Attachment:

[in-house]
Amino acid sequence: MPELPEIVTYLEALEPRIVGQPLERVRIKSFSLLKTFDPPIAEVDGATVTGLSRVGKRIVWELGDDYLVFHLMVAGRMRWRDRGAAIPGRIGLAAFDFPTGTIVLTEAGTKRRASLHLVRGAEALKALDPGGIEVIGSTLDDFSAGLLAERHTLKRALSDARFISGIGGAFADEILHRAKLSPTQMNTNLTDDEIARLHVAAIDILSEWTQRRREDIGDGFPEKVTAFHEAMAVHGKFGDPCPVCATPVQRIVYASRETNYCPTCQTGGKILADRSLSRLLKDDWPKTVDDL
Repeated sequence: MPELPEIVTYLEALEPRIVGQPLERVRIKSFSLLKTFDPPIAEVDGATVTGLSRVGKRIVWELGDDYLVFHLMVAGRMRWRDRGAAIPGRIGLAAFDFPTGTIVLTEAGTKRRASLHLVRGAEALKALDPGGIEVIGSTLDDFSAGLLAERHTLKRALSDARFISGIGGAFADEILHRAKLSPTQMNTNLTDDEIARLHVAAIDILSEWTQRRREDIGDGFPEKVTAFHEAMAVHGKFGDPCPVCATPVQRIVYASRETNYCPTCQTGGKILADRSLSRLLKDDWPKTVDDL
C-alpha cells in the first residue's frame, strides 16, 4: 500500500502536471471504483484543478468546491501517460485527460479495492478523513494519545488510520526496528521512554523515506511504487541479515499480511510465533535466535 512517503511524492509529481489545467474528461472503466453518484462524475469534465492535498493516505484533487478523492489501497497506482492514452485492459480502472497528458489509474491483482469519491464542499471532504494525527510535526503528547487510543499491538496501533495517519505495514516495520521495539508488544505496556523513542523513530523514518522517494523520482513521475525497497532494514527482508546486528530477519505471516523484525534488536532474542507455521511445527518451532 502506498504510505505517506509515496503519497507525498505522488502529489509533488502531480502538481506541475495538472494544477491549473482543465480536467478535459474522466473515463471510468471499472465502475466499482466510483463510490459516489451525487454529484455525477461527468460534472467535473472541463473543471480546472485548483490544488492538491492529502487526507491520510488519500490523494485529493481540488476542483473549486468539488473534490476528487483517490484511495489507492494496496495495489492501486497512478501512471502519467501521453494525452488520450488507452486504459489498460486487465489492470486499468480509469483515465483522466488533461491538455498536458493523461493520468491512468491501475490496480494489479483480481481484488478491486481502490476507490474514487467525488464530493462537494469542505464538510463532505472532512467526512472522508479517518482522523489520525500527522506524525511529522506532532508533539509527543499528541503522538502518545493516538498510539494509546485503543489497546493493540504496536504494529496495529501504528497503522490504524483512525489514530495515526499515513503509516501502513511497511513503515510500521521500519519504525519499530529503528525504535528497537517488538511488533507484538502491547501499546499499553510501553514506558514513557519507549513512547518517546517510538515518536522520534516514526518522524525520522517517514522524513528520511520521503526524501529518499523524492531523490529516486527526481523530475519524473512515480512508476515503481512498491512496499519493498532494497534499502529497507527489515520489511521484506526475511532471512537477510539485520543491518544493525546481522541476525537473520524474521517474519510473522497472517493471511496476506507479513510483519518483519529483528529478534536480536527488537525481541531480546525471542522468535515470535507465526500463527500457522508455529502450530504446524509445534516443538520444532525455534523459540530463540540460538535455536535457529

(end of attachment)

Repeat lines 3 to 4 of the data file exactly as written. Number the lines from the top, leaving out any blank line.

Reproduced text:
Repeated sequence: MPELPEIVTYLEALEPRIVGQPLERVRIKSFSLLKTFDPPIAEVDGATVTGLSRVGKRIVWELGDDYLVFHLMVAGRMRWRDRGAAIPGRIGLAAFDFPTGTIVLTEAGTKRRASLHLVRGAEALKALDPGGIEVIGSTLDDFSAGLLAERHTLKRALSDARFISGIGGAFADEILHRAKLSPTQMNTNLTDDEIARLHVAAIDILSEWTQRRREDIGDGFPEKVTAFHEAMAVHGKFGDPCPVCATPVQRIVYASRETNYCPTCQTGGKILADRSLSRLLKDDWPKTVDDL
C-alpha cells in the first residue's frame, strides 16, 4: 500500500502536471471504483484543478468546491501517460485527460479495492478523513494519545488510520526496528521512554523515506511504487541479515499480511510465533535466535 512517503511524492509529481489545467474528461472503466453518484462524475469534465492535498493516505484533487478523492489501497497506482492514452485492459480502472497528458489509474491483482469519491464542499471532504494525527510535526503528547487510543499491538496501533495517519505495514516495520521495539508488544505496556523513542523513530523514518522517494523520482513521475525497497532494514527482508546486528530477519505471516523484525534488536532474542507455521511445527518451532 502506498504510505505517506509515496503519497507525498505522488502529489509533488502531480502538481506541475495538472494544477491549473482543465480536467478535459474522466473515463471510468471499472465502475466499482466510483463510490459516489451525487454529484455525477461527468460534472467535473472541463473543471480546472485548483490544488492538491492529502487526507491520510488519500490523494485529493481540488476542483473549486468539488473534490476528487483517490484511495489507492494496496495495489492501486497512478501512471502519467501521453494525452488520450488507452486504459489498460486487465489492470486499468480509469483515465483522466488533461491538455498536458493523461493520468491512468491501475490496480494489479483480481481484488478491486481502490476507490474514487467525488464530493462537494469542505464538510463532505472532512467526512472522508479517518482522523489520525500527522506524525511529522506532532508533539509527543499528541503522538502518545493516538498510539494509546485503543489497546493493540504496536504494529496495529501504528497503522490504524483512525489514530495515526499515513503509516501502513511497511513503515510500521521500519519504525519499530529503528525504535528497537517488538511488533507484538502491547501499546499499553510501553514506558514513557519507549513512547518517546517510538515518536522520534516514526518522524525520522517517514522524513528520511520521503526524501529518499523524492531523490529516486527526481523530475519524473512515480512508476515503481512498491512496499519493498532494497534499502529497507527489515520489511521484506526475511532471512537477510539485520543491518544493525546481522541476525537473520524474521517474519510473522497472517493471511496476506507479513510483519518483519529483528529478534536480536527488537525481541531480546525471542522468535515470535507465526500463527500457522508455529502450530504446524509445534516443538520444532525455534523459540530463540540460538535455536535457529